Rationalize before supporting Kony 2012 campaign

Avantika Khatri

Feature photo by Savannah Viles. (Calistus Nyeko, a Ugandan principal who came to RBHS in spring 2011, arrived through the Invisible Children program. From a print edition of The ROCK, Jan 2011, "Invisible Children sends African principal to RBHS")
Inspiring. Motivating. Sensational. I wanted to do something after watching the Kony 2012 video on March 6. The next day in school, one day after the video aired, I saw posters all over.
I was a little shocked. I accepted the video only because of my familiarity with Invisible Children. Global Issues paired with Invisible Children last year to help fund Calistus’ trip as part of a teacher exchange.
The exchange was a success. I thought both RBHS and Calistus’ school in Uganda benefited, but I was under the impression few people knew anything about Invisible Children, having only experienced moderate success with our fundraising attempts last year. I could be wrong, but it appeared a limited scope of people even knew about the fundraising before Calistus arrived, let alone that Invisible Children hosted it.
And that people became ardent Invisible Children enthusiasts overnight was disturbing.
But the turnaround was just as unbearable. When I logged onto Facebook earlier today, I saw one of my friends had posted a link questioning the Kony 2012 campaign and Invisible Children. While this in itself is not bad, repeated accusations and angry remarks toward Invisible Children are.
Though the Kony campaign is questionable and imperfect, this is the case with most not-for-profits, especially when meddling with controversies like the one in Uganda. Every organization requires enormous sums of money to fund travel and to pay workers. Transporting large numbers of people to and from Africa runs in the thousands per person (totaling $1.07 million in 2010, according to the organization’s IRS Form 990, found here*), and good publicity costs a fortune ($851,552 in 2010 for all production costs and $357,610 for film costs in 2010 relatively low for such high-impact films as the organization has pulled off).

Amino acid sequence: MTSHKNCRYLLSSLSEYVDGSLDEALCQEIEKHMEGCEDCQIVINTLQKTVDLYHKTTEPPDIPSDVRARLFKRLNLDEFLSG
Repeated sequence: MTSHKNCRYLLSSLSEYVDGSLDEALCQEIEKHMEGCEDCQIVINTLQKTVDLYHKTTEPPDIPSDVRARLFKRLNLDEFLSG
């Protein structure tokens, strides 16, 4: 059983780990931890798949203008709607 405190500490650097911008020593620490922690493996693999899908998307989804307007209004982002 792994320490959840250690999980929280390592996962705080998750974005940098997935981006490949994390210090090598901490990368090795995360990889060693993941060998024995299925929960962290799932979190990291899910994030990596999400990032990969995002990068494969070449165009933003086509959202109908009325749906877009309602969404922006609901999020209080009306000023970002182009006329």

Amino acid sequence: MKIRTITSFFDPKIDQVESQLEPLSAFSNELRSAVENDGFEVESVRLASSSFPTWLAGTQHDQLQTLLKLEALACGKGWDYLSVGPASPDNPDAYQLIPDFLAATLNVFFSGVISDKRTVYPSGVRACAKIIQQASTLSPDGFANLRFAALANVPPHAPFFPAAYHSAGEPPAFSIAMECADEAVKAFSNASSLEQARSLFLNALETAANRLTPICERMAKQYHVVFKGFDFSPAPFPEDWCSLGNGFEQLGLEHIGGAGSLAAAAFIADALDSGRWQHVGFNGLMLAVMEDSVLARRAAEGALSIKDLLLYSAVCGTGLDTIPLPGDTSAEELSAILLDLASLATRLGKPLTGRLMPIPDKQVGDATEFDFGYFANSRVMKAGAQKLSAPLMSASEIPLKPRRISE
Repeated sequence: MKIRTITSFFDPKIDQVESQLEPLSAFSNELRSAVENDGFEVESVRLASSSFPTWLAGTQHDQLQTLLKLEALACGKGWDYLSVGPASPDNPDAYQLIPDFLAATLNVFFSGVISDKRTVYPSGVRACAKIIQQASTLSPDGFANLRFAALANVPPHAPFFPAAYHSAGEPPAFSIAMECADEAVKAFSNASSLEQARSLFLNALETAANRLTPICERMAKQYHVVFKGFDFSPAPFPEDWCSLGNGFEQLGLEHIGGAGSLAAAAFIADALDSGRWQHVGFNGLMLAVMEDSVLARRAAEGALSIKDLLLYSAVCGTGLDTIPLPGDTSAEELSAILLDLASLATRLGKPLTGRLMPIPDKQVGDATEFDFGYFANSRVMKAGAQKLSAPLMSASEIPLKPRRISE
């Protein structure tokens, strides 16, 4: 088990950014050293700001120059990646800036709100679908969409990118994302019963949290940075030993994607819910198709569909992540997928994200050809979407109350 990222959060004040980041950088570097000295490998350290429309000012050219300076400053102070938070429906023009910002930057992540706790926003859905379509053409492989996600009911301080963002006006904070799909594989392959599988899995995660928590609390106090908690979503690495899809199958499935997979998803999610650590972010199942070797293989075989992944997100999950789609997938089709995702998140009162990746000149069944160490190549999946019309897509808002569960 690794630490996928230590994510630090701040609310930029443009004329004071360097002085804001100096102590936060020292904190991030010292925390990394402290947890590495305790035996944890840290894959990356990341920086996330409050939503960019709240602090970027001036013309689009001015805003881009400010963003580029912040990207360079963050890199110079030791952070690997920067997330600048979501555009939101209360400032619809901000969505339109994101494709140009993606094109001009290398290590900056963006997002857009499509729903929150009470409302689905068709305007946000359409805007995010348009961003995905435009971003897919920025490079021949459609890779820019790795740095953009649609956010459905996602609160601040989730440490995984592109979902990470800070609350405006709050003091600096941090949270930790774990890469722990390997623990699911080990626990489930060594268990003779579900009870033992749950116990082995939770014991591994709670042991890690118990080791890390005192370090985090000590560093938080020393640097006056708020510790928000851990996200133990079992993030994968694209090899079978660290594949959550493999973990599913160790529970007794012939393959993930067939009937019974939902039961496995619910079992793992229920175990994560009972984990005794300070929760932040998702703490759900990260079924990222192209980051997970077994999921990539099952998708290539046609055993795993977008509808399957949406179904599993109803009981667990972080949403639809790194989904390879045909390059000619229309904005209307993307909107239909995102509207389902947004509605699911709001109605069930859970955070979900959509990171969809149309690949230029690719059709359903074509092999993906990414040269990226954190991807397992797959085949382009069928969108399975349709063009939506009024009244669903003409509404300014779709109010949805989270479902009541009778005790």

The blog and many others that popped in my newsfeed questioned the exorbitant amounts the organization spends on making videos. But few documentaries capture an audience as Invisible Children’s documentaries have. Most organizations go completely unnoticed. This kind of advertising is essential for anyone to hear about their cause.
Think about this: few people heard about Kony’s deplorable acts last year when Global Issues, a school club, tried to raise the same issue. No one would have heard of Invisible Children had it not created the video.
Also, critics have blown the expenses out of proportion. Invisible Children’s revenue in 2010 was $13.77 million and its expenses amounted to $8.89 million, with $4.87 million going into savings. Around 65 percent of revenue covered expenses of running the organization, not an unreasonable amount especially considering the publicity the organization does.
The purported spendthrifts running the organization don’t make millions. The most any makes is $89,669 a year, according to Form 990, and this money goes to one of the founders of the organization.
The primary difference between Global Issues’ and Invisible Children’s focuses remained in education. Calistus came over to understand how American schools run and to take the teachings back and apply them to his school in Uganda. The Kony 2012 video’s focus was on mobilizing support for the troops that are already in Uganda, to spread knowledge.
If people don’t know or care about Kony, politicians could withdraw troops from the area. It is a great idea, but capturing Kony using troops is more questionable.
Funding the Ugandan military to capture Kony might not — and also might — be the best idea. To call Invisible Children a scam, however, is a hasty conclusion. To question its solution to the problem is reasonable. While I don’t know the best solution, and I think it’s impossible to know what the right thing to do is, I think the solution is something peacekeeping forces like the United Nations need to sort out, not one nation or one organization.
Though that’s just one high school student’s thoughts, I do think it’s important to question. Before jumping on either bandwagon, extreme loathing or love for the campaign, it’s important to question.
By Avantika Khatri
*As a side note, before jumping to conclusions about Invisible Children’s low rating on the site, check the dates on the comments